The NASCAR Museum
The Belk High Octane Theater at the NASCAR is used for watching races on the giant panoramic screen. Here fans of the sport can purchase a ticket to the museum to watch the race, and tune into their favorite driver and listen to the radio transmissions with his/her team. The system can have up to 32 different drivers and team participate in the broadcast.  The system a can appease the ADA regulations of assistance for those in need. For many fans, this is a dream come true to be part of the action. A lot goes on in the course of the race, and now you are in the pit crew with the team.

The Riverside Community College
The Riverside Community College (RCC) Early Childhood Education Program provides an educational and practical foundation for students interested in working with children from infancy through third grade. In addition to theoretical principles, the curriculum offers practical skills and on-site training that will prepare students for employment in the field of Early Childhood Education
riverside-community-college
The center has two large rooms where the children can interact, play, and learn. Each of the two rooms has a glass wall between them forming two smaller rooms for a total of four rooms. The glass walls allow for observation by teachers, parents, students and doctors. There are two alcoves that allow a view of two rooms.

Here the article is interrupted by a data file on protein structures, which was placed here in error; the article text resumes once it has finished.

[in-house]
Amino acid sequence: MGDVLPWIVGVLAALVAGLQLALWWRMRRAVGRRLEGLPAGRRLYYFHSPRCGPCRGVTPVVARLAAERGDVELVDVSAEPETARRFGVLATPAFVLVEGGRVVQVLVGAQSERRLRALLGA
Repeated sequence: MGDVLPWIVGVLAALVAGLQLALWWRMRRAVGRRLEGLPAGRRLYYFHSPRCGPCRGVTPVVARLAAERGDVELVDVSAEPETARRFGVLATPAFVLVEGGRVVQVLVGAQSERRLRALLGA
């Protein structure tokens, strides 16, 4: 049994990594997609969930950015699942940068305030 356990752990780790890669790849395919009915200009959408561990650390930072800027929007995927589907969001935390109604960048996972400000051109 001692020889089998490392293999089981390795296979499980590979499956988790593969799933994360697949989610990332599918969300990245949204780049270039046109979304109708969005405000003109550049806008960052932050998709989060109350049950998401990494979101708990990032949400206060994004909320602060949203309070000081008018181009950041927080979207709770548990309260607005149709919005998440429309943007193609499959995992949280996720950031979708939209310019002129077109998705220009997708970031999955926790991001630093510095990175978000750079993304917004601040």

riverside-community-college
The Digital IR Radiator is placed in the alcove. Four microphones have been placed in each room to provide audio to the observers. The microphones are hanging shotgun style microphones and each microphone has a dedicated channel on the Digital Infrared system. It’s designed so that students, faculty, and parents can observe children without the kids knowing they are being monitored. 

Observers are using Listen/DIS DR 6032 Digital IR 32-Channel Receivers to scroll thru and pick up the audio from each microphone. Observers check out pack and headphone then follow instructions on the wall.

This solution allows observers to easily monitor each child in different developmental stages. Listen products are giving these students and professionals the ability to assist and guide children as they grow.

There are so many others applications. So, start thinking outside the box. Digital IR can provide up to 32 channels of crystal clear wireless audio anywhere you may need.

 

Observe, Listen & Learn With Digital IR